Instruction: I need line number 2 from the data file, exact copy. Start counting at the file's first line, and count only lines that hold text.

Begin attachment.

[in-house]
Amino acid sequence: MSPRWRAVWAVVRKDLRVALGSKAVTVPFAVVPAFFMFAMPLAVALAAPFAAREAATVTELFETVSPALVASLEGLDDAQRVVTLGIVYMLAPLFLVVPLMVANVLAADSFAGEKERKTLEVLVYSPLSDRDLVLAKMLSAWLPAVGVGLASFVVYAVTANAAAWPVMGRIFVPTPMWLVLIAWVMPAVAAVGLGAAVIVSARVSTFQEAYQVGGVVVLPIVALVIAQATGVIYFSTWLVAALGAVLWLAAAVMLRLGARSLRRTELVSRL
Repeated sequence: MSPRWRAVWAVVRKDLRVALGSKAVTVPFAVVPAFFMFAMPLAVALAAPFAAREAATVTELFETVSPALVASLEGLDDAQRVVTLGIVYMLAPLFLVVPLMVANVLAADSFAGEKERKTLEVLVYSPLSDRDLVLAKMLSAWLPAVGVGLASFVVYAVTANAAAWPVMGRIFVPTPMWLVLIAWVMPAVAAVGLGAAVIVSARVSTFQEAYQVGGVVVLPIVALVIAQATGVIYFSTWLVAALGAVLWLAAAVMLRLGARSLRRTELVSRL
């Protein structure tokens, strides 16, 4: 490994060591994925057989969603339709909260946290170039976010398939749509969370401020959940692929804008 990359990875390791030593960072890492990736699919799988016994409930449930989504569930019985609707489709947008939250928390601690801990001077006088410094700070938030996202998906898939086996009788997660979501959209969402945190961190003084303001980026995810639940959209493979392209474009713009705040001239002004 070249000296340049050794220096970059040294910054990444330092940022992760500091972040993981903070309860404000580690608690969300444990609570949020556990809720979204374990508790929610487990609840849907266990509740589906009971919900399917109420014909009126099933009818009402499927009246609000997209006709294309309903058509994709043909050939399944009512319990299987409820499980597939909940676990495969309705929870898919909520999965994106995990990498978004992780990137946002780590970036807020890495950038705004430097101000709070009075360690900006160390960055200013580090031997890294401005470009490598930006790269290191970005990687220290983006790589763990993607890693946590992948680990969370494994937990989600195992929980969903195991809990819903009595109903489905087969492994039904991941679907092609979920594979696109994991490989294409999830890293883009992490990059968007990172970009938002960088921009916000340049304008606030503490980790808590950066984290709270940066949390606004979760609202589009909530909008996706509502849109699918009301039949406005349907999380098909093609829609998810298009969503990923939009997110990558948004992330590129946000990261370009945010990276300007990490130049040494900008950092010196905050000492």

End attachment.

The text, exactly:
Amino acid sequence: MSPRWRAVWAVVRKDLRVALGSKAVTVPFAVVPAFFMFAMPLAVALAAPFAAREAATVTELFETVSPALVASLEGLDDAQRVVTLGIVYMLAPLFLVVPLMVANVLAADSFAGEKERKTLEVLVYSPLSDRDLVLAKMLSAWLPAVGVGLASFVVYAVTANAAAWPVMGRIFVPTPMWLVLIAWVMPAVAAVGLGAAVIVSARVSTFQEAYQVGGVVVLPIVALVIAQATGVIYFSTWLVAALGAVLWLAAAVMLRLGARSLRRTELVSRL